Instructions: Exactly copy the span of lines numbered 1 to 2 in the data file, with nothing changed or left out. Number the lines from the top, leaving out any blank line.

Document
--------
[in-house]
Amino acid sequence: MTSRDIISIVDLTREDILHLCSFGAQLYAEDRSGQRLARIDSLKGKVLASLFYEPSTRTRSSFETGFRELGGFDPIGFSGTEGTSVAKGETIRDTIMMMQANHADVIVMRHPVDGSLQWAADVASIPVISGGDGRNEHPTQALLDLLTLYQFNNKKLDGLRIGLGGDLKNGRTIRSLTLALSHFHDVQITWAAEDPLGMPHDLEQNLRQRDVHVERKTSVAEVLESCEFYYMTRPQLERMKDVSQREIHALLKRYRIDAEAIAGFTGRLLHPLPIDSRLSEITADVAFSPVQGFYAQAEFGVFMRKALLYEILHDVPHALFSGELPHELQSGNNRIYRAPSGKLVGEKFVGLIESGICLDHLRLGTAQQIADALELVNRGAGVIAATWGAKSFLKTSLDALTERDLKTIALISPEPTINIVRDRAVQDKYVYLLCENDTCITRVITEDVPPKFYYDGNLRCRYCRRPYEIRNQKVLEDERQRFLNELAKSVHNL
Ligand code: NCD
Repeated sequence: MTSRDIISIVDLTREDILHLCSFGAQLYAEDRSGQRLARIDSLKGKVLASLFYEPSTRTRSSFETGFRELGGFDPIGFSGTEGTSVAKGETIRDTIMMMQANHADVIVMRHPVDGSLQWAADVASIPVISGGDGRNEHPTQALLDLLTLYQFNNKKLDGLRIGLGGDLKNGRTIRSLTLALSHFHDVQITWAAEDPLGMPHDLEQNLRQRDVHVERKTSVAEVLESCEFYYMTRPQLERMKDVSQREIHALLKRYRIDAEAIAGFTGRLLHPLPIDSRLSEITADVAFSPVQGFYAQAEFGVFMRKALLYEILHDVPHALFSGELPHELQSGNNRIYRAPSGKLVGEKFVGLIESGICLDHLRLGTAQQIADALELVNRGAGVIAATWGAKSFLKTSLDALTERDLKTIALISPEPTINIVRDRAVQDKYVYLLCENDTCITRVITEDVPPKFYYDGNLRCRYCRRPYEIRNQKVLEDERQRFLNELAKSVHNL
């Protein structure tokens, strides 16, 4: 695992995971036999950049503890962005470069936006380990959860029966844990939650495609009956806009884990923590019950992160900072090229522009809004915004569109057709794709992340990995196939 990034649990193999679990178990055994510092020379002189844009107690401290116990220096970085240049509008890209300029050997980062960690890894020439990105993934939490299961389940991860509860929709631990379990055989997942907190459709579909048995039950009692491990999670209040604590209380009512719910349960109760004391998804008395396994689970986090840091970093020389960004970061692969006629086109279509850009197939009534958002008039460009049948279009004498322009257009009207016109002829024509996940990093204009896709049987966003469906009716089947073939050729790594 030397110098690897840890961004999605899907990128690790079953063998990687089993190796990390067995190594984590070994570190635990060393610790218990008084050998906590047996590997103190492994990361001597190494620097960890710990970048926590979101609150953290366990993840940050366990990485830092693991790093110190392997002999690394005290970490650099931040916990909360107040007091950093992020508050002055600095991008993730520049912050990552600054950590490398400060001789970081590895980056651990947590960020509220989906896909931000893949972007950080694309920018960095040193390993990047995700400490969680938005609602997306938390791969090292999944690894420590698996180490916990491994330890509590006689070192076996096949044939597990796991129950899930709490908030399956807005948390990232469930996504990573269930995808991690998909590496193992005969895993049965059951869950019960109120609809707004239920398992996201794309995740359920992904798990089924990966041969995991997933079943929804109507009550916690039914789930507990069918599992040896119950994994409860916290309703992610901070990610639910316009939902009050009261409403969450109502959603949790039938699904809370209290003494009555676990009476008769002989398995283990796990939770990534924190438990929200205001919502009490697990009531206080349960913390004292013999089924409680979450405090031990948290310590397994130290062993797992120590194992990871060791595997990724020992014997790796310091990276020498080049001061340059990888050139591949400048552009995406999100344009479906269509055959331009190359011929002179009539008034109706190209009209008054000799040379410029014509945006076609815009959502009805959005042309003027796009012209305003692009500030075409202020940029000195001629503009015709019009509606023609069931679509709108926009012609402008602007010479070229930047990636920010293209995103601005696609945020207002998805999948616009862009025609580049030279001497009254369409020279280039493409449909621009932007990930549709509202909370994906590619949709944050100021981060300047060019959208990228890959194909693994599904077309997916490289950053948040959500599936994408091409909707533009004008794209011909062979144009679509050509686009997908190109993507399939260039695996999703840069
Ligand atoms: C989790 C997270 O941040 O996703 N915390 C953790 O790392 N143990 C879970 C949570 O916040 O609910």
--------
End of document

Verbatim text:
[in-house]
Amino acid sequence: MTSRDIISIVDLTREDILHLCSFGAQLYAEDRSGQRLARIDSLKGKVLASLFYEPSTRTRSSFETGFRELGGFDPIGFSGTEGTSVAKGETIRDTIMMMQANHADVIVMRHPVDGSLQWAADVASIPVISGGDGRNEHPTQALLDLLTLYQFNNKKLDGLRIGLGGDLKNGRTIRSLTLALSHFHDVQITWAAEDPLGMPHDLEQNLRQRDVHVERKTSVAEVLESCEFYYMTRPQLERMKDVSQREIHALLKRYRIDAEAIAGFTGRLLHPLPIDSRLSEITADVAFSPVQGFYAQAEFGVFMRKALLYEILHDVPHALFSGELPHELQSGNNRIYRAPSGKLVGEKFVGLIESGICLDHLRLGTAQQIADALELVNRGAGVIAATWGAKSFLKTSLDALTERDLKTIALISPEPTINIVRDRAVQDKYVYLLCENDTCITRVITEDVPPKFYYDGNLRCRYCRRPYEIRNQKVLEDERQRFLNELAKSVHNL